50 Years of VAT

50 years ago VAT was introduced in the UK to replace purchase tax, which began in 1940 to help finance military expenditure during World War 2. None of the current Constable VAT team remember purchase tax or have worked in VAT since its inception, but a few of us have nearly 40 years of VAT experience and have seen many changes over the years. Some of these are summarised below. Whether the next 50 years brings simplification or further complication remains to be seen.

1973  VAT was introduced on 1st April 1973 following Britain entering the EU on 1 January 1973. Initially, a standard 10% rate applied to most goods and services. The chancellor at the time was Anthony Barber, a member of the Conservative party. When VAT was introduced the registration threshold was set at £5,000 (this is equivalent to £77,000 in 2023).  An exemption applied to certain services including insurance, health and educational services.

1974  Under the Labour party, the chancellor Denis Healey reduced the standard rate of VAT to 8% while a higher rate of 12.5% was introduced on some luxury goods including petrol.  This higher rate was doubled to 25% in November 1974 but was reduced back to 12.5% in April 1976.

1978  The VAT registration threshold was doubled to £10,000 (this is equivalent to £73,000 in 2023). By this date 12,213 tax officials were involved in the administration of VAT.

1979 Mrs Thatcher’s chancellor Geoffrey Howe almost doubled the standard rate of VAT to 15% and the higher rate of VAT was abolished.

1991 Conservative chancellor Norman Lamont increased the standard rate of VAT to 17.5% in order to increase revenue. The VAT registration threshold was also increased to £35,000 (this is equivalent to £96,000 in 2023).

1994  Supplies of domestic fuel and power became liable to VAT at 8% on 1st April 1994 and prior to this date, were liable to the zero rate of VAT.

1997 to 2007
During this period further changes took place including the introduction of a reduced rate of 5% VAT in 1997. Examples of some of the products subject to this lower rate were children’s car seats and smoking cessation products. From 1st September 1997, Labour chancellor Gordon Brown reduced the rate of VAT applicable to supplies of domestic fuel and power from 8% to 5%. In 1999, the VAT registration threshold was increased to £51,000 (this is equivalent to £113,000 in 2023)

2008 The standard rate of VAT was reduced from 17.5% to 15% from 1st December. Also, the VAT registration threshold was increased to £67,000 (this is equivalent of around £114,000 in 2023). The chancellor at the time was Alistair Darling.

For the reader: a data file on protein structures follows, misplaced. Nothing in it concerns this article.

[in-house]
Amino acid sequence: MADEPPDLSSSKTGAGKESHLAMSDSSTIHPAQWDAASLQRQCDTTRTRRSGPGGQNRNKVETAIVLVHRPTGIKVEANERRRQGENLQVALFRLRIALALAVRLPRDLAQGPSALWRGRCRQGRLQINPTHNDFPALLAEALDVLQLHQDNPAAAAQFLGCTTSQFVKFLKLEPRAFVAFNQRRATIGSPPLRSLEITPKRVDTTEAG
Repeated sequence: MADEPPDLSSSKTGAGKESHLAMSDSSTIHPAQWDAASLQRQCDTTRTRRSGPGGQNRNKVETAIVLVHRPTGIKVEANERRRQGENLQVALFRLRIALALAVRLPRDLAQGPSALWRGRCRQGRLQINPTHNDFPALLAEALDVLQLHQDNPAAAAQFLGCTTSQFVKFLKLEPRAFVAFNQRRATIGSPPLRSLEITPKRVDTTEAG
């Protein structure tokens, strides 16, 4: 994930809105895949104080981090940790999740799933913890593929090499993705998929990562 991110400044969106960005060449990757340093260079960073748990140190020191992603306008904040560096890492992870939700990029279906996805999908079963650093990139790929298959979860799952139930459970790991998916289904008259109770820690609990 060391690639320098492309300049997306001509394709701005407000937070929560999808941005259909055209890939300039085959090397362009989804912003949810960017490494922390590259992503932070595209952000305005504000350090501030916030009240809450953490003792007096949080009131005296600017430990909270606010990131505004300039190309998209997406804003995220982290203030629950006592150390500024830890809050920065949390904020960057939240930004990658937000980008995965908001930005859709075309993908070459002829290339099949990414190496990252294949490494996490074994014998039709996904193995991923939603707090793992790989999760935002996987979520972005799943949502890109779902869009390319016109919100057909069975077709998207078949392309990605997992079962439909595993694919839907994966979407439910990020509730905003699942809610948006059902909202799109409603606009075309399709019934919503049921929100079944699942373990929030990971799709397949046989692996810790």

2010 From 1st January 2010, the standard rate of VAT increased and returned to its previous rate of 17.5%.

2011 The standard VAT rate increased to 20% from 4th January in an emergency budget presented by George Osborne. From 1st April 2011, the VAT registration threshold was increased to £73,000.

2012 to 2019 There are now 3 different rates of VAT that apply to services that are not VAT exempt as follows –

  • Standard rate (20%)
  • Reduced rate (5%)
  • Zero rate (0%)

VAT is now the governments third largest source of revenue after income tax and national insurance. Since 1st April 2017, the VAT registration threshold has remained at £85,000.

2020 – 2023 On 1st January 2021, the UK officially left the EU. Also during this period we experienced the global COVID-19 pandemic, which saw the government introduce a range of temporary rates of VAT to assist businesses particularly impacted by the pandemic, such as tourism and hospitality.

The most significant immediate change to accounting for VAT since the UK left the EU is in relation to imports and the introduction of Postponed VAT Accounting. However, leaving the EU does have wider implications in that the UK is no longer constrained by the need to follow the European wide VAT law laid out in the Principal EU VAT Directive. It will be interesting to see how this influences UK VAT policy in the coming years.  This also significantly increases the risk of double taxation.  Harmonised EU rules are designed to ensure that VAT is only paid once at a location that is agreed by all EU Member States.  They are also designed to ensure that goods or services used in the EU are taxed in the EU, regardless of the fact that they may be subject to VAT elsewhere under the different rules of a non-EU country.

Please note that this blog is intended to provide a general overview of the subject. No liability is accepted for the opinions it contains or for any errors or omissions. Constable VAT cannot accept responsibility for loss incurred by any person, company or entity as a result of acting, or failing to act, on any material in this blog post. Specialist VAT advice should always be sought in relation to your particular circumstance.